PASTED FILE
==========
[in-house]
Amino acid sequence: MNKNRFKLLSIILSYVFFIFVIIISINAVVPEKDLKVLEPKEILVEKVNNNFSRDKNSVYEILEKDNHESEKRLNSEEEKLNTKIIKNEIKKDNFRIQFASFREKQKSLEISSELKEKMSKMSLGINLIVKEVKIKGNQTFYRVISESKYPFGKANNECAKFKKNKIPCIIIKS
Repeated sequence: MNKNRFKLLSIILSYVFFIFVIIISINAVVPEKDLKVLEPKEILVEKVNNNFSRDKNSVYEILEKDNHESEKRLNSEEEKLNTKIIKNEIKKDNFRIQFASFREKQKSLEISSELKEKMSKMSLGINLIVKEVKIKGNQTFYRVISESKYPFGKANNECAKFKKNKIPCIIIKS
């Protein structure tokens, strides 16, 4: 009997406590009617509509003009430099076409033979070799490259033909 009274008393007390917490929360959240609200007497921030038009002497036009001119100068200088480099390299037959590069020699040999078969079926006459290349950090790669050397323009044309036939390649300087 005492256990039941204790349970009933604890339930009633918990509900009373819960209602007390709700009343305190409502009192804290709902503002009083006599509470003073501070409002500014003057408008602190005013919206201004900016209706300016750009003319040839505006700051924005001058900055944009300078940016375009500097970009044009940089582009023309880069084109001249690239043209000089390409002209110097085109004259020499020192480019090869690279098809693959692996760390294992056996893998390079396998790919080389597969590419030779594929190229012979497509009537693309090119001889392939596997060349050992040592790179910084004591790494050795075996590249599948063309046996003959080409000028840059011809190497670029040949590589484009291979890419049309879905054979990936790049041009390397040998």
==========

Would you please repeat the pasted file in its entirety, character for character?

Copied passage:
[in-house]
Amino acid sequence: MNKNRFKLLSIILSYVFFIFVIIISINAVVPEKDLKVLEPKEILVEKVNNNFSRDKNSVYEILEKDNHESEKRLNSEEEKLNTKIIKNEIKKDNFRIQFASFREKQKSLEISSELKEKMSKMSLGINLIVKEVKIKGNQTFYRVISESKYPFGKANNECAKFKKNKIPCIIIKS
Repeated sequence: MNKNRFKLLSIILSYVFFIFVIIISINAVVPEKDLKVLEPKEILVEKVNNNFSRDKNSVYEILEKDNHESEKRLNSEEEKLNTKIIKNEIKKDNFRIQFASFREKQKSLEISSELKEKMSKMSLGINLIVKEVKIKGNQTFYRVISESKYPFGKANNECAKFKKNKIPCIIIKS
């Protein structure tokens, strides 16, 4: 009997406590009617509509003009430099076409033979070799490259033909 009274008393007390917490929360959240609200007497921030038009002497036009001119100068200088480099390299037959590069020699040999078969079926006459290349950090790669050397323009044309036939390649300087 005492256990039941204790349970009933604890339930009633918990509900009373819960209602007390709700009343305190409502009192804290709902503002009083006599509470003073501070409002500014003057408008602190005013919206201004900016209706300016750009003319040839505006700051924005001058900055944009300078940016375009500097970009044009940089582009023309880069084109001249690239043209000089390409002209110097085109004259020499020192480019090869690279098809693959692996760390294992056996893998390079396998790919080389597969590419030779594929190229012979497509009537693309090119001889392939596997060349050992040592790179910084004591790494050795075996590249599948063309046996003959080409000028840059011809190497670029040949590589484009291979890419049309879905054979990936790049041009390397040998």